This is dangerous as it no longer seeks to qualify candidates, but it seeks to fulfill a mission with a different intention. This is not much different than awarding every kid on every team a trophy. They lose sight of what it takes to come out on top. A quick glance at our millennials will explain how that worked out.  (I love you millennials)


I’m not saying the specially allocated days are useless or that the conversation isn’t an important one. But it cannot stop there. You can’t show up, shout, go home and return to your regular routines. The impact is going to be lasting when you go home and start living to your potential. And that takes guts.



I recently launched a Facebook group called PASSION INSPIRED SUCCESS where we speak about your uniqueness, your passions and creating success your way. It’s open to everyone that is passionate about doing better. If you want to lead with passion, you can ask to join the group by clicking on the link below.


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When I work with developing Experts, one of the main criteria is to develop their positioning so that they stand out. It has little to do with their gender and everything to do with who they are. The right positioning allows you to become a person of influence. You make a bigger difference when you are recognized as an Expert in your industry or with your cause. That’s where real power to make change lives.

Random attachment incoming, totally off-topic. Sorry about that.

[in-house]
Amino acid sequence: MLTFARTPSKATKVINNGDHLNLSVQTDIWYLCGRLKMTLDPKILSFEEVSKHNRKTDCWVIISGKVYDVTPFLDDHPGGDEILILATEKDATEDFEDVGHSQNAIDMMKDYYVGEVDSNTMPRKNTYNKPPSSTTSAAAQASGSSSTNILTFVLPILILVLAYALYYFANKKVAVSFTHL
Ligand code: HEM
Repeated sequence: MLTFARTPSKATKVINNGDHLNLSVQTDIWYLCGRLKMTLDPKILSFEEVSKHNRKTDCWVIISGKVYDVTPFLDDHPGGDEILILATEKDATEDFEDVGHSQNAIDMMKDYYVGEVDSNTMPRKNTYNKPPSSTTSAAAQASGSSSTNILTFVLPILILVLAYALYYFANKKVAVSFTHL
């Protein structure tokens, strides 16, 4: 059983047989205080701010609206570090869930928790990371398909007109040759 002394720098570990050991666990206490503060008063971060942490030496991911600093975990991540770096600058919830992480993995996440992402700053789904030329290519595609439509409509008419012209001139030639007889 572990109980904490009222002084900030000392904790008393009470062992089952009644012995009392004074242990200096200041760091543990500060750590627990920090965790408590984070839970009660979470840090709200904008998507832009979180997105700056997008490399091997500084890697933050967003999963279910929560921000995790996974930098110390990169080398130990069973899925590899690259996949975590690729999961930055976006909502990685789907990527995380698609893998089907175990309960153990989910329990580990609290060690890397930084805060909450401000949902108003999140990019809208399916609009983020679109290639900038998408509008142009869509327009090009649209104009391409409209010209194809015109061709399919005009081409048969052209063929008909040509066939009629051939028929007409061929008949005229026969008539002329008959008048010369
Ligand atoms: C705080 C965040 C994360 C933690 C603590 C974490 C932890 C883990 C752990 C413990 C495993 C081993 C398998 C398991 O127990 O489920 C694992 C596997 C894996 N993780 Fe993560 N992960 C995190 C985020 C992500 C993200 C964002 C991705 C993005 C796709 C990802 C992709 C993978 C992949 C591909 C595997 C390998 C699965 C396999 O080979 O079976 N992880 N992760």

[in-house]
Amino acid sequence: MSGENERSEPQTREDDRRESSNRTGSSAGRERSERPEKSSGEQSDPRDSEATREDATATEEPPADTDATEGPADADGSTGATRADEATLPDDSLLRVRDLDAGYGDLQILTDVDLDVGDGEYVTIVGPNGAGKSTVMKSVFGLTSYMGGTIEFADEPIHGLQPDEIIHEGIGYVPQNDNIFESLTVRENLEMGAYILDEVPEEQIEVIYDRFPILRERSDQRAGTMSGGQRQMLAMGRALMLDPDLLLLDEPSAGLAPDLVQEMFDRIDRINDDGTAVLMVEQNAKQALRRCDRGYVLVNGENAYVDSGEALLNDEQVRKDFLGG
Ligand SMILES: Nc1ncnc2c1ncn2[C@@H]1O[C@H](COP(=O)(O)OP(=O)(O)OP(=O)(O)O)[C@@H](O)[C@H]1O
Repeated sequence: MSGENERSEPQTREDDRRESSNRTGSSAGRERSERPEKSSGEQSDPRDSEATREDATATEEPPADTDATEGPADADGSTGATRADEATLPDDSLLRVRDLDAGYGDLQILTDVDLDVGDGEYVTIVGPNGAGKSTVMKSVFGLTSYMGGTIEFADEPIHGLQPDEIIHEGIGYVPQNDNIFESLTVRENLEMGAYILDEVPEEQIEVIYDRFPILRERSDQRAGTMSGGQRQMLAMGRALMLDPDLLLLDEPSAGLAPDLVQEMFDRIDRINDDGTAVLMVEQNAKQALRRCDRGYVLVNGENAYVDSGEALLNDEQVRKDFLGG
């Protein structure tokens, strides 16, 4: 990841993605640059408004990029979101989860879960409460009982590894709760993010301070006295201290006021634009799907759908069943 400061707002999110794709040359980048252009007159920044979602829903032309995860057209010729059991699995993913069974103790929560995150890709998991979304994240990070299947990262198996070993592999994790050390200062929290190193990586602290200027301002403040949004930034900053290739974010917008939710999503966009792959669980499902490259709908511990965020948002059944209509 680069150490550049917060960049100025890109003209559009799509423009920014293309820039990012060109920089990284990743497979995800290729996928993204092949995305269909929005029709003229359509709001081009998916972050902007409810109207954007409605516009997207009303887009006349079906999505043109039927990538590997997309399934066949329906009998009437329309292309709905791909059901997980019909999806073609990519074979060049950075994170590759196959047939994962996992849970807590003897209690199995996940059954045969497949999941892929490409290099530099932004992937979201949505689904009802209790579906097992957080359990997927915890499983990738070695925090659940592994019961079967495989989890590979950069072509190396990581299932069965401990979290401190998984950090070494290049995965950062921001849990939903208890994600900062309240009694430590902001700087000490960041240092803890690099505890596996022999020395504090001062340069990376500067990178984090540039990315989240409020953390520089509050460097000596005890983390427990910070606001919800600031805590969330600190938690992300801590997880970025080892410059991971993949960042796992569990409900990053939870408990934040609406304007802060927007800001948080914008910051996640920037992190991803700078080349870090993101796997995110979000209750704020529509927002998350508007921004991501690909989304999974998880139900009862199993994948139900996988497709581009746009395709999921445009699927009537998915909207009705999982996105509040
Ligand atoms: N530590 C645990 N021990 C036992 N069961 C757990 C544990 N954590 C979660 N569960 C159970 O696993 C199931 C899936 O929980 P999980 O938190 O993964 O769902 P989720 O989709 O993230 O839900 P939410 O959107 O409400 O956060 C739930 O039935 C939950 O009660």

There’s no question that there are real problems in this world. There’s no doubt that an inequality exists. This is not news. It’s been this way since the beginning of time. If it’s not women, it was race. If it’s not race, it was social class.

I am not anti-women. I am not anti-men. I am pro human. We all matter. We all have the ability to find what we exclusively are gifted at. When we tap into that, we tap into a True Value that we can use to contribute to the people we can help most directly. That’s how you affect change.

The greatest contribution any one person can make is to become successful despite all of the issues. Issues are not new. They have always been there, just concealed in different packages.


One place to start is to utilize your passions.


In my upcoming program, IGNITE YOUR PASSIONS, I’ll show you how to focus on the areas of your life that truly matter.


The best way to win this race is to BE(come) success. Once you do, BE(come) available to help others find a way to be a success too. When we do that, it won’t matter if you’re female, Asian, short or wear purple shoes.